A few months ago I posted about the reactions when a Duke philosophy professor, interviewed in the campus paper, invoked a John Stuart Mill quote about stupidity and conservatives in order to explain the relative lack of conservative academics. More and more surfers have been finding that post with searches like this:
- js mill conservatives stupid critique
- john stuart mill quote conservative stupid
- john stuart mill i didn’t mean to say that conservatives are stupid people
- i did not intend to suggest that all conservative people are stupid but i did intend to suggest that all stupid people are conservative.
There’s another cluster that doesn’t seem to be as historically informed:
- stupid conservatives
- why are conservatives stupid?
- conservatives are stupid jokes
- stupid things conservatives say
- every stupid person i know is a conservative
Like Obama said to Letterman, it’s silly season in American politics—it seems like we’re really outdoing ourselves this time. I’m guessing that’s the spirit behind most of those searches (I’m not sure what the spirit behind the search on “lawn guys are stupid” was, though). Nothing spreads election-season cheer like a discussion of the innate stupidity of the other side, especially when the theory is endorsed by a certified Great Thinker.
The long-winded googler was definitely wrong about what Mill intended to suggest, dumbing it down by exaggerating the relationship (and I’d be willing to bet the query didn’t come from a conservative). This quote, apparently from a letter Mill wrote to a Conservative MP, seems to be what the searcher had in mind (emphasis added):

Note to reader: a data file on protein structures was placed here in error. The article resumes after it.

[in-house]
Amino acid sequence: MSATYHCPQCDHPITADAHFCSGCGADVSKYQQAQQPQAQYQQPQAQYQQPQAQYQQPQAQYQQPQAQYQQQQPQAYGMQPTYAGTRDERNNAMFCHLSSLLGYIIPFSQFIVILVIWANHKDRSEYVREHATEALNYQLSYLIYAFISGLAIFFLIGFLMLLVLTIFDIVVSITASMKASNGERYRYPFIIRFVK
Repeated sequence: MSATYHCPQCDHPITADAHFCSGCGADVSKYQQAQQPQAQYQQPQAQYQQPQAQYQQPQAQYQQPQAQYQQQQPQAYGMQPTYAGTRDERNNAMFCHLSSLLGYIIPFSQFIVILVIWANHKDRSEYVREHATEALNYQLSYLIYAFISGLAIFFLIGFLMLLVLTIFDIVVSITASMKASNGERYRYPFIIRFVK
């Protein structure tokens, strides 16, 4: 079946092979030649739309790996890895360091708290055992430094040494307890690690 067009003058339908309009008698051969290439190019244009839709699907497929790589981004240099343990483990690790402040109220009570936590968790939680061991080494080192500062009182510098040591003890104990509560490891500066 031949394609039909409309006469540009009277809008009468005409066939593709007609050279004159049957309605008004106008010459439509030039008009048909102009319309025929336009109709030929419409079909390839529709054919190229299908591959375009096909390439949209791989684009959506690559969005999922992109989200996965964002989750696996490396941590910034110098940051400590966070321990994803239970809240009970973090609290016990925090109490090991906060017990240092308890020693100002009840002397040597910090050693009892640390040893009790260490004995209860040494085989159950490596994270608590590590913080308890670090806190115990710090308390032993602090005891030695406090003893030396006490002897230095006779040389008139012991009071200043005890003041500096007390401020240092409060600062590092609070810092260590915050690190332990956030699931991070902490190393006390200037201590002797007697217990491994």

What I stated was, that the Conservative Party was, by the law of its constitution, necessarily the stupidest party. Now, I do not retract that assertion; but I did not mean to say that the Conservatives are generally stupid. I meant to say that stupid people are generally Conservative.
Mill was commenting on a tendency he observed in a political party in mid-19th-century England—capital-C Conservatives, who he considered not inevitably but generally stupid.
One objection I found to the philosophy professor’s wisecrack is that those Conservatives of yore were not conservative in the current sense of the word. And I found other suggestions, reading over that controversy, about what Mill probably didn’t mean to say. A recent New Yorker had an article by Adam Gopnik about Mill, and it has a fine paragraph about what Mill did mean to say (hat tip):
After Harriet’s death, Mill entered Parliament, in 1865, as a liberal backbencher, and did about as well as intellectuals usually do there. He was often hooted, and became notorious for having once described the Conservatives as “necessarily the stupidest party.” What he meant wasn’t that Conservatives were stupid; Disraeli, who was running the Tory Party then, was probably the cleverest man ever to run a political party, and Mill’s own influences from the right were immense and varied. He meant that, since true conservatism is a complicated position, demanding a good deal of restraint when action is what seems to be wanted, and a long view of history when an immediate call to arms is about, it tends to break down into tribal nationalism, which is stupidity incarnate. For Mill, intelligence is defined by sufficient detachment from one’s own case to consider it as one of many; a child becomes humanly intelligent the moment it realizes that there are other minds just like its own, working in the same way on the material available to them. The tribal nationalist is stupid because he fails to recognize that, given a slight change of location and accident of birth, he would have embraced the position of his adversary. Put him in another’s shoes and he would turn them into Army boots as well.